For example we decide to make sum method protected instead of private. Class MathUtils would look like this:

class MathUtils {
  def min(x: Int, y: Int): Int = if (x <= y) x else y

  def max(x: Int, y: Int): Int = if (x >= y) x else y

  protected def sum(x: Int, y: Int): Int = x + y

}

If we create a new object from MathUtils and try to call the sum method, it will throw a warning saying that ‘sum is not accessible from this place’

But don’t worry, we have a solution for that as well.

We can write a subclass specific for this test and override the method since it can be invoked through the implementation of its subclasses.


class MathUtilsTestClass extends MathUtils {
  override def sum(x: Int, y: Int): Int = super.sum(x, y)
}

class MathUtilsProtectedTest extends AnyFlatSpec with Matchers {
  "MathUtils" should "compute sum correctly" in {
    val x = 1
    val y = 2
    val mathUtilsProtected = new MathUtilsTestClass()
    mathUtilsProtected.sum(x, y) shouldBe (x + y) withClue s"Sum is not is not ${x + y}"
  }

}

Summary

Now you can test the different types of methods in your Scala project: public, private, and protected. For more information about Scala, functional programming, and style, feel free to ask us or check out our other pills!

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Qbeast is here to simplify the lives of the Data Engineers and make Data Scientists more agile with fast queries and interactive visualizations. For more information, visit qbeast.io
© 2020 Qbeast. All rights reserved.
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Read from public S3 bucket with Spark

S3 Hadoop Compatibility

Trying to read from public Amazon S3 object storage with Spark can cause many errors related to Hadoop versions.

Here are some tips to configure your spark application.

Spark Configuration

To read the S3 public bucket, you need to start a spark-shell with version 3.1.1 or superior and Hadoop dependencies of 3.2.

If you have to update the binaries to a compatible version to use this feature, follow these steps:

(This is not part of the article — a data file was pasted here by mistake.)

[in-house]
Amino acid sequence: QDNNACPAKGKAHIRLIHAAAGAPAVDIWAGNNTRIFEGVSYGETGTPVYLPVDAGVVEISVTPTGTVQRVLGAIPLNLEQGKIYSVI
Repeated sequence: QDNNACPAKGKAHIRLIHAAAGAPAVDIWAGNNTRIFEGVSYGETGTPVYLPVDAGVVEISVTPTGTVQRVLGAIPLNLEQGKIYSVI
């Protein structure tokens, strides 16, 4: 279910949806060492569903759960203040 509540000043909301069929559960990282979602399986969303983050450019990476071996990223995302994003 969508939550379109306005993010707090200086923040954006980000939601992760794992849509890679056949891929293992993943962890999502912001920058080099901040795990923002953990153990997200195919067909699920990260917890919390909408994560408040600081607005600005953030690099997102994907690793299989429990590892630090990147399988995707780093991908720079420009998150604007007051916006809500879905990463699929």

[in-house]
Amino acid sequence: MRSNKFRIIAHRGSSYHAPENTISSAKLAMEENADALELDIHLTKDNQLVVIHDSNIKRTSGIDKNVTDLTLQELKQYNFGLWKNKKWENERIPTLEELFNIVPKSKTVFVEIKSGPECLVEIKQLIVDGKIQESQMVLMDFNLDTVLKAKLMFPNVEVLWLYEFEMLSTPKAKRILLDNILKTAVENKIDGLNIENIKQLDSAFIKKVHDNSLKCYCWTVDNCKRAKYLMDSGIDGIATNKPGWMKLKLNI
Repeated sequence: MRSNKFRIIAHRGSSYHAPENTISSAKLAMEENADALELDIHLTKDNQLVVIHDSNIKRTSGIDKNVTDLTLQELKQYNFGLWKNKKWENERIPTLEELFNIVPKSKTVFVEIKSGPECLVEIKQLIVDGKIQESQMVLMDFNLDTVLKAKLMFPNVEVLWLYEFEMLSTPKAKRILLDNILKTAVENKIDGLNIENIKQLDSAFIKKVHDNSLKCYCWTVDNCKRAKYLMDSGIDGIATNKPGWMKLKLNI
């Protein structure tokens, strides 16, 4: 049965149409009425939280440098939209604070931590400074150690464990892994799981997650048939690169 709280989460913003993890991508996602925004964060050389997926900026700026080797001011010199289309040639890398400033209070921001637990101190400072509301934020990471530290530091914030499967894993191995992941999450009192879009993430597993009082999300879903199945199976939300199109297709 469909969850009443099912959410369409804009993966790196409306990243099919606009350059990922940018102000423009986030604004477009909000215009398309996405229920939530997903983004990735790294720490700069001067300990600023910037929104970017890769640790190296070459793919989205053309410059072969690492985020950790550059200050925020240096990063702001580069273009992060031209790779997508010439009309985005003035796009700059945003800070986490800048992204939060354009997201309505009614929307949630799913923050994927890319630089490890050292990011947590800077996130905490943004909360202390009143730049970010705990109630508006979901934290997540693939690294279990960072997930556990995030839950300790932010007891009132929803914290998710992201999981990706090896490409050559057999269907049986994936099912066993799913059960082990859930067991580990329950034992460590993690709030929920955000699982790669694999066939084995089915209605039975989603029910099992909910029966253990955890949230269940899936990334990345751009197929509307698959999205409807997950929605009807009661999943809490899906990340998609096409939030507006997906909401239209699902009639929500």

• Download spark tar from the repository
$ > wget https://archive.apache.org/dist/spark/spark-3.1.1/spark-3.1.1-bin-hadoop3.2.tgz
  • Decompress the files
$ > tar xzvf spark-3.1.1-bin-hadoop3.2.tgz
  • Update the SPARK_HOME environment variable
$ > export SPARK_HOME=$PWD/spark-3.1.1-bin-hadoop3.2

Once you have your spark ready to execute, the following configuration must be used:

$ > $SPARK_HOME/bin/spark-shell \
--conf spark.hadoop.fs.s3a.aws.credentials.provider=org.apache.hadoop.fs.s3a.AnonymousAWSCredentialsProvider \ 
--packages com.amazonaws:aws-java-sdk:1.12.20,\
		org.apache.hadoop:hadoop-common:3.2.0,\
    org.apache.hadoop:hadoop-client:3.2.0,\
    org.apache.hadoop:hadoop-aws:3.2.0

The  org.apache.hadoop.fs.s3a.AnonymousAWSCredentialsProvider  provides Anonymous credentials in order to access the public S3.

And to read the file:

val df = spark
.read
.format("parquet")
.load("s3a://qbeast-public-datasets/store_sales")

Summary

There’s no known working version of Hadoop 2.7 for AWS S3. However, you can try to use it. If you do so, remember to include the following option:

--conf spark.hadoop.fs.s3a.impl=org.apache.hadoop.fs.s3a.S3AFileSystem
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Qbeast is here to simplify the lives of the Data Engineers and make Data Scientists more agile with fast queries and interactive visualizations. For more information, visit qbeast.io